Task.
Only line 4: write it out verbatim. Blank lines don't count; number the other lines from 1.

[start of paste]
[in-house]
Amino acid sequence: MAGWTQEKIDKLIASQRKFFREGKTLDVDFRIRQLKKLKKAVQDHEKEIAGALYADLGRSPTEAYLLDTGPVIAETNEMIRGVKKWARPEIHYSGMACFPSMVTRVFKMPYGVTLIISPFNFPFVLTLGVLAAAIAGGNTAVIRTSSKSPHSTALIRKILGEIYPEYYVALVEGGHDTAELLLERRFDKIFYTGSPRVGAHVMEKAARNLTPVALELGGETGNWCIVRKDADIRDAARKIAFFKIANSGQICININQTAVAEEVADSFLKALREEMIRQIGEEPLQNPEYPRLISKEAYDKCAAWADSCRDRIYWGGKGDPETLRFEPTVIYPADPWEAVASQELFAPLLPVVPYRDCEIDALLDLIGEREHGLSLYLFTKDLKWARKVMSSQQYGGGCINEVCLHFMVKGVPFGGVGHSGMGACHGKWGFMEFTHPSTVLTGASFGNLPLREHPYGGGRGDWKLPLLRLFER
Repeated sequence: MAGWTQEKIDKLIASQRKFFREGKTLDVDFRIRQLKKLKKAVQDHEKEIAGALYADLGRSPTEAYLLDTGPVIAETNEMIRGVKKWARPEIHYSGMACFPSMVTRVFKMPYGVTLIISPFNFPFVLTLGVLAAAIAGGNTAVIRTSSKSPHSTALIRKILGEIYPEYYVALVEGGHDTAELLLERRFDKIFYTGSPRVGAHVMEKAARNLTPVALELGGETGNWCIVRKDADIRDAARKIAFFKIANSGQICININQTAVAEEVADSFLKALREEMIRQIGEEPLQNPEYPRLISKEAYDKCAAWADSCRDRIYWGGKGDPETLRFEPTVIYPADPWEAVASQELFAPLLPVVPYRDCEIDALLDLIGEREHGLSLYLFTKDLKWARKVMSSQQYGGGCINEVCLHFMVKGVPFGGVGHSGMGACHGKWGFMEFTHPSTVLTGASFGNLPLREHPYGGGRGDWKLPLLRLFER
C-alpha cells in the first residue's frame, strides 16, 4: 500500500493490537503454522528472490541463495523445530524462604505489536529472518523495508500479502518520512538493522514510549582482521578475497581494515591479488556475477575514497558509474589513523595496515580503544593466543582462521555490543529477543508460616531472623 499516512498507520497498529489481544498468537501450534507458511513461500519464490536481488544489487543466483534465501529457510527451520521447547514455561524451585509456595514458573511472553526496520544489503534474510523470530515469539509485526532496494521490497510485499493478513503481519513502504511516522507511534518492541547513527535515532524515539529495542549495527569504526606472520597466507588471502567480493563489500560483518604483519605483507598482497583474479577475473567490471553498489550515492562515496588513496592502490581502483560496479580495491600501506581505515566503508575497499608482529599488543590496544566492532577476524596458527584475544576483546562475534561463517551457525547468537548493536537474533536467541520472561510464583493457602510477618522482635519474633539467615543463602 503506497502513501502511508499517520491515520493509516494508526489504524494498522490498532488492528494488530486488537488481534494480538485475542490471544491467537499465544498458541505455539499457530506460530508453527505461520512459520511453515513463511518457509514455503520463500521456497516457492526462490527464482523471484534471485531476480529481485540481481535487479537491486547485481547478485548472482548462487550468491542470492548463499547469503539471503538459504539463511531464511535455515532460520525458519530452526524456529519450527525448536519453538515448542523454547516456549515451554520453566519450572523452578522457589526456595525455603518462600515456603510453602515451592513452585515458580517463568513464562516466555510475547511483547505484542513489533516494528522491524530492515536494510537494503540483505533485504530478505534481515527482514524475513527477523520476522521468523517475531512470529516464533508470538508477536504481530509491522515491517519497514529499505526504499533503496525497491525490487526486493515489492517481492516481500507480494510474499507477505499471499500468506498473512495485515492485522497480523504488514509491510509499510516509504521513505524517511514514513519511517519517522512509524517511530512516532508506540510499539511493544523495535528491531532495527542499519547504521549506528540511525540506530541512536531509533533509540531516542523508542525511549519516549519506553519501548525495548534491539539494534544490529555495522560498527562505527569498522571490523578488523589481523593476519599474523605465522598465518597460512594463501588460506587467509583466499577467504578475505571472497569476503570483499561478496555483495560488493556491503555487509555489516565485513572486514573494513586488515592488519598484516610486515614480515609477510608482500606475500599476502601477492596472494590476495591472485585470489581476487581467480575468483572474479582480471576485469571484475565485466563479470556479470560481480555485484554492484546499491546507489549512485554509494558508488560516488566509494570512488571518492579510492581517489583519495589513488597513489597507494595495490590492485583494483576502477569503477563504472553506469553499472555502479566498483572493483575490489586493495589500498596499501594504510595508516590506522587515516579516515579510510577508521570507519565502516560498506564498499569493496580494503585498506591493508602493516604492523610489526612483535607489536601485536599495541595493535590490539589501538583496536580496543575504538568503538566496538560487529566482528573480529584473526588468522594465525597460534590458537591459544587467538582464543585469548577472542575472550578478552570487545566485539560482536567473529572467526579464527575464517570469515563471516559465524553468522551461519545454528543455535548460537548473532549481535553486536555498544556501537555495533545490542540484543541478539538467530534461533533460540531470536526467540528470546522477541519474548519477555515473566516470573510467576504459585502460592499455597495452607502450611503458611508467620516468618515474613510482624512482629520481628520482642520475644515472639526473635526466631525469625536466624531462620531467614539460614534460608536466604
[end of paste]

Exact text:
C-alpha cells in the first residue's frame, strides 16, 4: 500500500493490537503454522528472490541463495523445530524462604505489536529472518523495508500479502518520512538493522514510549582482521578475497581494515591479488556475477575514497558509474589513523595496515580503544593466543582462521555490543529477543508460616531472623 499516512498507520497498529489481544498468537501450534507458511513461500519464490536481488544489487543466483534465501529457510527451520521447547514455561524451585509456595514458573511472553526496520544489503534474510523470530515469539509485526532496494521490497510485499493478513503481519513502504511516522507511534518492541547513527535515532524515539529495542549495527569504526606472520597466507588471502567480493563489500560483518604483519605483507598482497583474479577475473567490471553498489550515492562515496588513496592502490581502483560496479580495491600501506581505515566503508575497499608482529599488543590496544566492532577476524596458527584475544576483546562475534561463517551457525547468537548493536537474533536467541520472561510464583493457602510477618522482635519474633539467615543463602 503506497502513501502511508499517520491515520493509516494508526489504524494498522490498532488492528494488530486488537488481534494480538485475542490471544491467537499465544498458541505455539499457530506460530508453527505461520512459520511453515513463511518457509514455503520463500521456497516457492526462490527464482523471484534471485531476480529481485540481481535487479537491486547485481547478485548472482548462487550468491542470492548463499547469503539471503538459504539463511531464511535455515532460520525458519530452526524456529519450527525448536519453538515448542523454547516456549515451554520453566519450572523452578522457589526456595525455603518462600515456603510453602515451592513452585515458580517463568513464562516466555510475547511483547505484542513489533516494528522491524530492515536494510537494503540483505533485504530478505534481515527482514524475513527477523520476522521468523517475531512470529516464533508470538508477536504481530509491522515491517519497514529499505526504499533503496525497491525490487526486493515489492517481492516481500507480494510474499507477505499471499500468506498473512495485515492485522497480523504488514509491510509499510516509504521513505524517511514514513519511517519517522512509524517511530512516532508506540510499539511493544523495535528491531532495527542499519547504521549506528540511525540506530541512536531509533533509540531516542523508542525511549519516549519506553519501548525495548534491539539494534544490529555495522560498527562505527569498522571490523578488523589481523593476519599474523605465522598465518597460512594463501588460506587467509583466499577467504578475505571472497569476503570483499561478496555483495560488493556491503555487509555489516565485513572486514573494513586488515592488519598484516610486515614480515609477510608482500606475500599476502601477492596472494590476495591472485585470489581476487581467480575468483572474479582480471576485469571484475565485466563479470556479470560481480555485484554492484546499491546507489549512485554509494558508488560516488566509494570512488571518492579510492581517489583519495589513488597513489597507494595495490590492485583494483576502477569503477563504472553506469553499472555502479566498483572493483575490489586493495589500498596499501594504510595508516590506522587515516579516515579510510577508521570507519565502516560498506564498499569493496580494503585498506591493508602493516604492523610489526612483535607489536601485536599495541595493535590490539589501538583496536580496543575504538568503538566496538560487529566482528573480529584473526588468522594465525597460534590458537591459544587467538582464543585469548577472542575472550578478552570487545566485539560482536567473529572467526579464527575464517570469515563471516559465524553468522551461519545454528543455535548460537548473532549481535553486536555498544556501537555495533545490542540484543541478539538467530534461533533460540531470536526467540528470546522477541519474548519477555515473566516470573510467576504459585502460592499455597495452607502450611503458611508467620516468618515474613510482624512482629520481628520482642520475644515472639526473635526466631525469625536466624531462620531467614539460614534460608536466604